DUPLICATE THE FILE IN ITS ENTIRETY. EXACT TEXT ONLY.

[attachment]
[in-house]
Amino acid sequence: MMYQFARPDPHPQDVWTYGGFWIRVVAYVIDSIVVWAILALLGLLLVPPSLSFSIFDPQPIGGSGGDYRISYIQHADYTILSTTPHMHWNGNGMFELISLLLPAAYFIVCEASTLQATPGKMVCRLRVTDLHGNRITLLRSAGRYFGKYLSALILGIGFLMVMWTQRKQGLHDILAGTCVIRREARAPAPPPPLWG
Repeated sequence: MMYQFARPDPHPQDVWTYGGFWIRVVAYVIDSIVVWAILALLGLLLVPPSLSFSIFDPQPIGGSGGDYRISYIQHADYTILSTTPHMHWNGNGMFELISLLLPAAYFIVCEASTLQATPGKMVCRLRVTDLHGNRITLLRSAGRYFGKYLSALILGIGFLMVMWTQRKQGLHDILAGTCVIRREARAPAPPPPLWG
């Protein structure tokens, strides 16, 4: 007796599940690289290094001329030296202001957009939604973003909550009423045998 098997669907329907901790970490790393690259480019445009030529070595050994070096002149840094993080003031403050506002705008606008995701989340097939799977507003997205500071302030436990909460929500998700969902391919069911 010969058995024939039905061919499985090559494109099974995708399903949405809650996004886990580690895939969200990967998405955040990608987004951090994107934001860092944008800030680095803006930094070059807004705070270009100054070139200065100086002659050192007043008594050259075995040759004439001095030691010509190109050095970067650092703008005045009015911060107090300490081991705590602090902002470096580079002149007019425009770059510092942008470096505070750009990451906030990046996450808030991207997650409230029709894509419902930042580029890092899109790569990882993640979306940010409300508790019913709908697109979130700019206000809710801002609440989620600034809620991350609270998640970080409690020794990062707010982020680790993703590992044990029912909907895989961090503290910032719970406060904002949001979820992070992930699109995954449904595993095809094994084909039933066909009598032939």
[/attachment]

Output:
[in-house]
Amino acid sequence: MMYQFARPDPHPQDVWTYGGFWIRVVAYVIDSIVVWAILALLGLLLVPPSLSFSIFDPQPIGGSGGDYRISYIQHADYTILSTTPHMHWNGNGMFELISLLLPAAYFIVCEASTLQATPGKMVCRLRVTDLHGNRITLLRSAGRYFGKYLSALILGIGFLMVMWTQRKQGLHDILAGTCVIRREARAPAPPPPLWG
Repeated sequence: MMYQFARPDPHPQDVWTYGGFWIRVVAYVIDSIVVWAILALLGLLLVPPSLSFSIFDPQPIGGSGGDYRISYIQHADYTILSTTPHMHWNGNGMFELISLLLPAAYFIVCEASTLQATPGKMVCRLRVTDLHGNRITLLRSAGRYFGKYLSALILGIGFLMVMWTQRKQGLHDILAGTCVIRREARAPAPPPPLWG
């Protein structure tokens, strides 16, 4: 007796599940690289290094001329030296202001957009939604973003909550009423045998 098997669907329907901790970490790393690259480019445009030529070595050994070096002149840094993080003031403050506002705008606008995701989340097939799977507003997205500071302030436990909460929500998700969902391919069911 010969058995024939039905061919499985090559494109099974995708399903949405809650996004886990580690895939969200990967998405955040990608987004951090994107934001860092944008800030680095803006930094070059807004705070270009100054070139200065100086002659050192007043008594050259075995040759004439001095030691010509190109050095970067650092703008005045009015911060107090300490081991705590602090902002470096580079002149007019425009770059510092942008470096505070750009990451906030990046996450808030991207997650409230029709894509419902930042580029890092899109790569990882993640979306940010409300508790019913709908697109979130700019206000809710801002609440989620600034809620991350609270998640970080409690020794990062707010982020680790993703590992044990029912909907895989961090503290910032719970406060904002949001979820992070992930699109995954449904595993095809094994084909039933066909009598032939």